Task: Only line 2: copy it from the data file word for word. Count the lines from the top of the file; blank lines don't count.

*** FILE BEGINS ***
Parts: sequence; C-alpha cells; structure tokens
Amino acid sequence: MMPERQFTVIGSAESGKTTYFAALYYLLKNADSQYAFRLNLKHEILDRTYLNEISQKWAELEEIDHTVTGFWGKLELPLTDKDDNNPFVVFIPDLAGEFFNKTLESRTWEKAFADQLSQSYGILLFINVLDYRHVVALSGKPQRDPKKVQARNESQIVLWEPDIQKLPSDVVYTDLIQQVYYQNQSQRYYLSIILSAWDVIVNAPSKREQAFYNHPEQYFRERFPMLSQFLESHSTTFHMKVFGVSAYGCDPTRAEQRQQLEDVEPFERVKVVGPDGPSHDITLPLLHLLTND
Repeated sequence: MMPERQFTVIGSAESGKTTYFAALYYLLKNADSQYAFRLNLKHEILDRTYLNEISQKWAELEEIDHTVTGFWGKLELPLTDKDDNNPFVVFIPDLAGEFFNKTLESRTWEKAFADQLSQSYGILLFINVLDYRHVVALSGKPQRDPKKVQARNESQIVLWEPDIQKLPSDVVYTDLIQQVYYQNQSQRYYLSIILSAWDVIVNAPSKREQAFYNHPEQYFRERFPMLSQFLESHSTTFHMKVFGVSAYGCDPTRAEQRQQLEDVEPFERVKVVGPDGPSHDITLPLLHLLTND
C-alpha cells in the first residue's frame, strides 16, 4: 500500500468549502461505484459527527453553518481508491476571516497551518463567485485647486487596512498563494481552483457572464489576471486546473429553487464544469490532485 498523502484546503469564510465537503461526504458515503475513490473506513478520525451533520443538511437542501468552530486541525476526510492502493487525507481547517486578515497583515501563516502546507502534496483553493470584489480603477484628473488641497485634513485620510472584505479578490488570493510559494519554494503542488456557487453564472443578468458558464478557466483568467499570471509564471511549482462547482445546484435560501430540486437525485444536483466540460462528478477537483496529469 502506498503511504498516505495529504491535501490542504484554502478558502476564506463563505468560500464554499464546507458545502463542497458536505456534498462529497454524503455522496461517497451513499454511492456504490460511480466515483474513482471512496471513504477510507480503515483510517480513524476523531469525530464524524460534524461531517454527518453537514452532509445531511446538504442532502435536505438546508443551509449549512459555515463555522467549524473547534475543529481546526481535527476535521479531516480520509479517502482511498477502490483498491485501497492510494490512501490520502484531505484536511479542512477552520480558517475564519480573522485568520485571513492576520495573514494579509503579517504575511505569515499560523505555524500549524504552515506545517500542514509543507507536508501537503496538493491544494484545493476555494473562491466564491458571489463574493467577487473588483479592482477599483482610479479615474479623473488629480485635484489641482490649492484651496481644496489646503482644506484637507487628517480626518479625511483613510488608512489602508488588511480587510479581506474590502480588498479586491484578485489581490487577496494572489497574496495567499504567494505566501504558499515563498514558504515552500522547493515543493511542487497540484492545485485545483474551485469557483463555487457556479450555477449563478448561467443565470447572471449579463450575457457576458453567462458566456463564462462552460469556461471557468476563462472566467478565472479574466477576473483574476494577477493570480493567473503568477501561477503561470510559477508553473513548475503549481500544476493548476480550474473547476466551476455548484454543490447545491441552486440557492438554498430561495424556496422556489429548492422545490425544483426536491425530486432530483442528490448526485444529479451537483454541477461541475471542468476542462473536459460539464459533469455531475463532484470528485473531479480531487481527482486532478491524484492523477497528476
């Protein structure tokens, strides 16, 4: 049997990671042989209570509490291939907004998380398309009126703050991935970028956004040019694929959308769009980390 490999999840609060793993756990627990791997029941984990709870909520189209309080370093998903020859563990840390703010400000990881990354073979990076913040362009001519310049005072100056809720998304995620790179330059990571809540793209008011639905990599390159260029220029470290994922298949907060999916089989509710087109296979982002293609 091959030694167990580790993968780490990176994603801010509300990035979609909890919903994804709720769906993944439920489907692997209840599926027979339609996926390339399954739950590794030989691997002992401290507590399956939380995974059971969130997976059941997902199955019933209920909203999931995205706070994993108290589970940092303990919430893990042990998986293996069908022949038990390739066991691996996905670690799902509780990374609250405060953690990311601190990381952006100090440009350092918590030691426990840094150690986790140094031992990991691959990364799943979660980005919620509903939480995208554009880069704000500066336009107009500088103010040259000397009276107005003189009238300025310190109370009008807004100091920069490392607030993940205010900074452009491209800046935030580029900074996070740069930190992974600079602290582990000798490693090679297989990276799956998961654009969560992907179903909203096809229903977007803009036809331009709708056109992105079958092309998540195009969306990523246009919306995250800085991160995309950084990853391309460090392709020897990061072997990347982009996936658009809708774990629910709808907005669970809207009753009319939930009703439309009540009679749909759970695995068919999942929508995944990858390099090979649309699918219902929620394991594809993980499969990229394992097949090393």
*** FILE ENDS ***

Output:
Amino acid sequence: MMPERQFTVIGSAESGKTTYFAALYYLLKNADSQYAFRLNLKHEILDRTYLNEISQKWAELEEIDHTVTGFWGKLELPLTDKDDNNPFVVFIPDLAGEFFNKTLESRTWEKAFADQLSQSYGILLFINVLDYRHVVALSGKPQRDPKKVQARNESQIVLWEPDIQKLPSDVVYTDLIQQVYYQNQSQRYYLSIILSAWDVIVNAPSKREQAFYNHPEQYFRERFPMLSQFLESHSTTFHMKVFGVSAYGCDPTRAEQRQQLEDVEPFERVKVVGPDGPSHDITLPLLHLLTND